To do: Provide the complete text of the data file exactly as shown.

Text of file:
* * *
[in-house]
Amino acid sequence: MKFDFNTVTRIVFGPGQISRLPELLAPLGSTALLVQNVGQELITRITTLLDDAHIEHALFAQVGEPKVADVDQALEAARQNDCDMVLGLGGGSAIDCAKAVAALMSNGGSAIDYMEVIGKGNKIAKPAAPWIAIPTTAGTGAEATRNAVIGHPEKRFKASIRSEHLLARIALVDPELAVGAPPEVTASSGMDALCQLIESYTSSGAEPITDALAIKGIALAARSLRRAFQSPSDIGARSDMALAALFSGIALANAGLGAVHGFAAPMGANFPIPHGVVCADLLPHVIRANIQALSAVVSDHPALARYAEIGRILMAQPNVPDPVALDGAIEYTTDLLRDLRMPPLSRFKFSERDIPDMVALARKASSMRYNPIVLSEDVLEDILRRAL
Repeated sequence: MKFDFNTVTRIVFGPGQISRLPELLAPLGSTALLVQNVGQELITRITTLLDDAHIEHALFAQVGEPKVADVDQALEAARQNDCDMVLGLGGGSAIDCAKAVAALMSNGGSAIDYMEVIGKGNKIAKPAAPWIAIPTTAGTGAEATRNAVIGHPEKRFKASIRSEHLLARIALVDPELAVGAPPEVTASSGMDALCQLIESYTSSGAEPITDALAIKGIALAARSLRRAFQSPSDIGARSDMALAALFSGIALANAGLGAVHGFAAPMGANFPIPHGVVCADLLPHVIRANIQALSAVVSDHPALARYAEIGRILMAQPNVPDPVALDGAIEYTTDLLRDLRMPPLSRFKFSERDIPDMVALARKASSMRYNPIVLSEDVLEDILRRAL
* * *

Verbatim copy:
[in-house]
Amino acid sequence: MKFDFNTVTRIVFGPGQISRLPELLAPLGSTALLVQNVGQELITRITTLLDDAHIEHALFAQVGEPKVADVDQALEAARQNDCDMVLGLGGGSAIDCAKAVAALMSNGGSAIDYMEVIGKGNKIAKPAAPWIAIPTTAGTGAEATRNAVIGHPEKRFKASIRSEHLLARIALVDPELAVGAPPEVTASSGMDALCQLIESYTSSGAEPITDALAIKGIALAARSLRRAFQSPSDIGARSDMALAALFSGIALANAGLGAVHGFAAPMGANFPIPHGVVCADLLPHVIRANIQALSAVVSDHPALARYAEIGRILMAQPNVPDPVALDGAIEYTTDLLRDLRMPPLSRFKFSERDIPDMVALARKASSMRYNPIVLSEDVLEDILRRAL
Repeated sequence: MKFDFNTVTRIVFGPGQISRLPELLAPLGSTALLVQNVGQELITRITTLLDDAHIEHALFAQVGEPKVADVDQALEAARQNDCDMVLGLGGGSAIDCAKAVAALMSNGGSAIDYMEVIGKGNKIAKPAAPWIAIPTTAGTGAEATRNAVIGHPEKRFKASIRSEHLLARIALVDPELAVGAPPEVTASSGMDALCQLIESYTSSGAEPITDALAIKGIALAARSLRRAFQSPSDIGARSDMALAALFSGIALANAGLGAVHGFAAPMGANFPIPHGVVCADLLPHVIRANIQALSAVVSDHPALARYAEIGRILMAQPNVPDPVALDGAIEYTTDLLRDLRMPPLSRFKFSERDIPDMVALARKASSMRYNPIVLSEDVLEDILRRAL